After the corals have been allowed to grow in the coral nurseries, the final step is to transplant them back to the natural reef or artificial reef structures.
Generally, the corals are transplanted after reaching a size greater than about 15 cm in diameter or when they are too large to remain in the nurseries without falling off or interfering with the growth of other colonies. The mature colonies can be moved together with the growing substrate (as in the case of concrete plugs or ropes) or can be removed from the growing substrates, as is often the case with the vinyl tubes or coral trees.
Various attachment methods are available depending upon the resources available and the level of expertise of the divers/snorkelers assisting (see examples in Table 3.4). Each method employed will be found to be more or less effective depending upon the unique conditions and considerations for each reef.
There is generally no right or wrong way to do this, as long as the following basic criteria are met:
Attaching corals onto the natural reef often requires skilled assistants as each colony will require a degree of problem-solving regarding site location and layout, transplant spots, attachment methods, etc. Corals moved to natural areas should be tagged or mapped to monitor growth and mortality over time. Depending on the amount of natural structure available and the level of expertise of the volunteers or assistants, it may be preferable to use artificial structures for transplanting the corals.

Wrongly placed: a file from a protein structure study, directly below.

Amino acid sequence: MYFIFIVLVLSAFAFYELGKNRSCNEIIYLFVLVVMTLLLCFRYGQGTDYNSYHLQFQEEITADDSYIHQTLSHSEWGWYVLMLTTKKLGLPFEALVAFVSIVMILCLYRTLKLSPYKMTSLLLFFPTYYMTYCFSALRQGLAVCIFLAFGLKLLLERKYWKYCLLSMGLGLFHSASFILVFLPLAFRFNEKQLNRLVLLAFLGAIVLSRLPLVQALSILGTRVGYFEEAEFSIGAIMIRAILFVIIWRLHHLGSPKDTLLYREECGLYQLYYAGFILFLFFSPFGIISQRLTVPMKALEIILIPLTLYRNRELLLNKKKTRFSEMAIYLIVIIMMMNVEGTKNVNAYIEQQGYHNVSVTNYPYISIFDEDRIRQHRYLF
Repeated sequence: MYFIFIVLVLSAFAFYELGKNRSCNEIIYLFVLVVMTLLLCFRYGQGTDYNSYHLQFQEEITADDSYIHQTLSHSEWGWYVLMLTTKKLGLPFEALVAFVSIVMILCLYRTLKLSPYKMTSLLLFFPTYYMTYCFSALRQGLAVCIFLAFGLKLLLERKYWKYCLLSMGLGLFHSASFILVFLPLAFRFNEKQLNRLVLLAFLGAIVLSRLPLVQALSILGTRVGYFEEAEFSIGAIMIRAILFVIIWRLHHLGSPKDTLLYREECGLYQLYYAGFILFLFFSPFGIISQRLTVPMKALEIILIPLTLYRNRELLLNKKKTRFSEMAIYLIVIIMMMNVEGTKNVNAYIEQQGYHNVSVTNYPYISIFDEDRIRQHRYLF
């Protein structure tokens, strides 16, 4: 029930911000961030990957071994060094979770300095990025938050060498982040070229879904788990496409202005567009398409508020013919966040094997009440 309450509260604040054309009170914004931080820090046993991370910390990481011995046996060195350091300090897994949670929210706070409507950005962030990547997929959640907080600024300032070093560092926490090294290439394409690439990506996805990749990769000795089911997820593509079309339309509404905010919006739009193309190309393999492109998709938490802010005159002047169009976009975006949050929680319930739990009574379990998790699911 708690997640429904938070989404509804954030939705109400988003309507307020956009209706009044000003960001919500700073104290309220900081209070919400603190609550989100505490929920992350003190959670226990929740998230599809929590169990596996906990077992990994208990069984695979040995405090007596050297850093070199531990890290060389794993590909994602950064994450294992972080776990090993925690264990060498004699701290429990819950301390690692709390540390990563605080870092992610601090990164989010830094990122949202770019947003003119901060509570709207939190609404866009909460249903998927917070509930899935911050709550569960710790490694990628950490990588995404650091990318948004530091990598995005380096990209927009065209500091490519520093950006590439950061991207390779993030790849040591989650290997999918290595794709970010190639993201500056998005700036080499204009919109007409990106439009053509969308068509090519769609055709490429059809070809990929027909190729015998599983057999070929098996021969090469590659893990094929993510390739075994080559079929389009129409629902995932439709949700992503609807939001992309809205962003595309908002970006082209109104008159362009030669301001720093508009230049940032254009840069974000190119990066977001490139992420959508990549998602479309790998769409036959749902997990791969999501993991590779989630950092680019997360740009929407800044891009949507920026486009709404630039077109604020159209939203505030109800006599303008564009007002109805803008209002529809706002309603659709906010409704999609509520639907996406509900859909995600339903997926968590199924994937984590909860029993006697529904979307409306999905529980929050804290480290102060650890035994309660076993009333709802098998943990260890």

When constructing artificial substrates to transplant the reared corals onto, it is important to design the structures for the needs of each location or reef.
Techniques such as rope nurseries are easily transplanted to metal structures but work less well for concrete or natural reef features.
If using Reef Balls® or other concrete designs, then holes can be included in the molding process to facilitate the attachment of the vinyl tubes or concrete plugs. This is also very useful when using large groups of volunteers or unskilled labor, as the process is the same for each transplant.
Monitoring of the corals moved to artificial structures is easier than the natural reefs, but some corals should still be tagged so that their health and growth can be tracked over time. We will go into more detail about monitoring in the next lesson. However, over the next few topics, we will dive deeper into the nuances of the 3-Step Coral Restoration System and the pitfalls to be mindful of.